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InquisitiveSage's avatar

What is the sweet spot when asking for a raise?

Asked by InquisitiveSage (61points) March 12th, 2016

My first review is coming up soon! I recently graduated from college and started work as an engineer.

My entire team is filled with hard workers, but I feel that I have already taken on roles and responsibilities outside of my own. I have many examples of how I have directly impacted the bottom line and even taken on a supervisory role for certain projects. My manager also put me in charge of a specific process where I am responsible for giving tasks and assignments to my coworkers. I am not meaning to sound arrogant, but instead prefacing this question by explaining that I am not just asking for a raise at my first review out of the blue. I really have been working above and beyond my role and expectations and have already done a lot for the company that I feel would warrant a raise.

My question is what is the correct amount to ask for raise wise? As a company baseline, one of my coworkers who has been with the company for around 2 years received an 8 percent raise after his first year and experienced another raise with a promotion a couple of months ago and will probably receive another with reviews from our manager coming up.

I currently make around 70K and would really like to make around 80K. This would be around a 14% raise. I am scared that this would be asking too much. I do feel I’ve earned a raise, but I don’t really know how much. I am fresh out of college and really don’t know how raises and salary negotiation work.

What is too much or too little? How do I ask?

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5 Answers

Cruiser's avatar

Nothing is easier than grading yourself…that said my advice would be to not ask for a raise this early in the game. A review is a golden opportunity to “listen” to what your supervisor has to comment on your performance and if they feel you are the cream that has risen to the top then your stellar performance should be acknowledged by a raise and if and only if they feel you are deserving.

Making 70K right out of college tells me you are in a very competitive line of work and if the company you are working for does not value your work ethic and production at the level you expect…then I would put feelers out and have another option/offer in your back pocket before you ask for a raise. Again your expectations may not rise to the level of your employers perception of your contribution to the company.

Good luck and I hope you make 6 figures before you are 25.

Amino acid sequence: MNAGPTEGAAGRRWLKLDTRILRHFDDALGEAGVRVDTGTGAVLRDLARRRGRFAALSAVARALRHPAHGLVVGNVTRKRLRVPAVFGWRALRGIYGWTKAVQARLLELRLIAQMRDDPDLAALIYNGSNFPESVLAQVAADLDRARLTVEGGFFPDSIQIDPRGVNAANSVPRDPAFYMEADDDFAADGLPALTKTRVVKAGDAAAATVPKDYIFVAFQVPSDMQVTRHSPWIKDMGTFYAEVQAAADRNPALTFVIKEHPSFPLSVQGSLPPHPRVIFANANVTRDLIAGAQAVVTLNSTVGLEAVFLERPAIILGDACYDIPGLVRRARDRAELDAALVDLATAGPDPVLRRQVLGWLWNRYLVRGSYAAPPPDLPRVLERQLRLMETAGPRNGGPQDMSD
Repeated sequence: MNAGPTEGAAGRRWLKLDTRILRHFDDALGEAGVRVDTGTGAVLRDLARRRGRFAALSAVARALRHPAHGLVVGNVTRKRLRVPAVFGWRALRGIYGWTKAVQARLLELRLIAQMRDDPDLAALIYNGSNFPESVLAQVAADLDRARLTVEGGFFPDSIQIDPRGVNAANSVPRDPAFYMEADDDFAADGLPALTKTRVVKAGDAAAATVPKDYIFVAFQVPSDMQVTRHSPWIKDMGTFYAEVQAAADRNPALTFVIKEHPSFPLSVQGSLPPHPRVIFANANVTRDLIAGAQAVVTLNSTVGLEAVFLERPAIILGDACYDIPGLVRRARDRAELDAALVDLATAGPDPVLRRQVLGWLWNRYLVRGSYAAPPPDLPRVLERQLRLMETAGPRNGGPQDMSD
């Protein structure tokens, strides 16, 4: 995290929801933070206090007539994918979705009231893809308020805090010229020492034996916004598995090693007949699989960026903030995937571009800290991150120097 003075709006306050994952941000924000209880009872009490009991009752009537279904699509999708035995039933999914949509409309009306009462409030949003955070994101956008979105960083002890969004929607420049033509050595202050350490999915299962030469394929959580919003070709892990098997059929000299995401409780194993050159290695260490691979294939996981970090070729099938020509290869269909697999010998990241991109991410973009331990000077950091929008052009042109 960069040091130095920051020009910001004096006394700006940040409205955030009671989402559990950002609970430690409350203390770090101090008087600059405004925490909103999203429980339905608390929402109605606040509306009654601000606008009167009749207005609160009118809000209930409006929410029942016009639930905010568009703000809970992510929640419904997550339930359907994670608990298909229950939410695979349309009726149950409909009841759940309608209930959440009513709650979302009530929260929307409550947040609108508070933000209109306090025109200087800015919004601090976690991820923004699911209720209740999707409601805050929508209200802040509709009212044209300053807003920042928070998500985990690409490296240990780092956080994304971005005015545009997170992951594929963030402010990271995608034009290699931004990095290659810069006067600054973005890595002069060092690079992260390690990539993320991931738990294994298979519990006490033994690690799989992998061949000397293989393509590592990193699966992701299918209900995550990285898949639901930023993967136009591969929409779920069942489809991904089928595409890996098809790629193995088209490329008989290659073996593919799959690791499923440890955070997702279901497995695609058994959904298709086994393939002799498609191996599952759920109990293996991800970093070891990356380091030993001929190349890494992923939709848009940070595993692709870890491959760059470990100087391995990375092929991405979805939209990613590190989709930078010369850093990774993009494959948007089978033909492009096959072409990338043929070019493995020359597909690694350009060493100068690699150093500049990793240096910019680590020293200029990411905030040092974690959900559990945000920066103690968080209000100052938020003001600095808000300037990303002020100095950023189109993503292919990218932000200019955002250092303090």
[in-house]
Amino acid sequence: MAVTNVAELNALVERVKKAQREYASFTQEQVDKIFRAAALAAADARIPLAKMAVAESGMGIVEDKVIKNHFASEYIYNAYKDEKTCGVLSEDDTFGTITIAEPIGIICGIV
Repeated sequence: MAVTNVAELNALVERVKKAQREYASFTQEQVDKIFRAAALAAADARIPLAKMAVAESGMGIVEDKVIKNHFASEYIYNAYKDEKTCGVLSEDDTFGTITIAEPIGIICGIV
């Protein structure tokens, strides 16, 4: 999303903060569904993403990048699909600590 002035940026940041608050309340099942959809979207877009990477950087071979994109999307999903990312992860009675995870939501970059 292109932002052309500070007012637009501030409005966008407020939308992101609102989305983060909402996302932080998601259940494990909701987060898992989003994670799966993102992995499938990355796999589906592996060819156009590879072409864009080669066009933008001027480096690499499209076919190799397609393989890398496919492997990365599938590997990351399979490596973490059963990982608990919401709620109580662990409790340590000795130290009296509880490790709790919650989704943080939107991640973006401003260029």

Jaxk's avatar

I would second what @Cruiser said but there are a lot of vaibles that come into play. How well is the company doing? what is your pay in relation to your peers? Typically a company will provide salary increase guidelines during the budget process and if you get more, someone else gets less. Knowing where you stand from your bosses point of view is critical and it doesn’t always conform to your own evaluation.

zenvelo's avatar

Do you know what the range is for your salary grade? Your manager can’t recommend a raise out of your grade range, and probably won’t want to give you a raise too high where there is no room for a raise later.

If you know the range, shoot for 75th percentile.

InquisitiveSage's avatar

@Cruiser That is very true. Grading myself is something I hate doing because I don’t want to ever grade myself too highly, but then I don’t want to grade myself too low for fear that it could influence someone else’s opinion. I appreciate that wish of 6 figures! I wish! That is the goal haha! And I totally agree that listening should be my prime objective! Thank you for the help!

@Jaxk The company is doing very well. As far as my peers, I was told that I was started with the highest salary allowable by HR for my role. I am just unsure of what the actual complete range is. As far as my boss’s opinion. He is always telling me I am a leader and doing very well among the group. I hope that I am able to get a good increase!

@zenvelo Unfortunately I don’t know the range. Is it acceptable to ask HR for the information? How does one go about getting that info? Thank you

Jaxk's avatar

@InquisitiveSage – If the company is doing well, that improves your chances of a good raise. If you are at the top of your salary range and/or one of the highest paid, that reduces your chances. You can compare your salary to industry averages at sites like this? That may give you an idea of where you stand. You can always google salaries by job descrition to get more.

Just a note. When I got out of the service I took a job as a field engineer. I didn’t know it at the time but the salary I negotiated made me the highest paid field engineer in the company. For the nex few years I got glowing revues and low raises while they moved me back into the normal salary range. Not trying to sound negative, just realistic. If you know what the job is worth with the salary averages. you can better understand your options.

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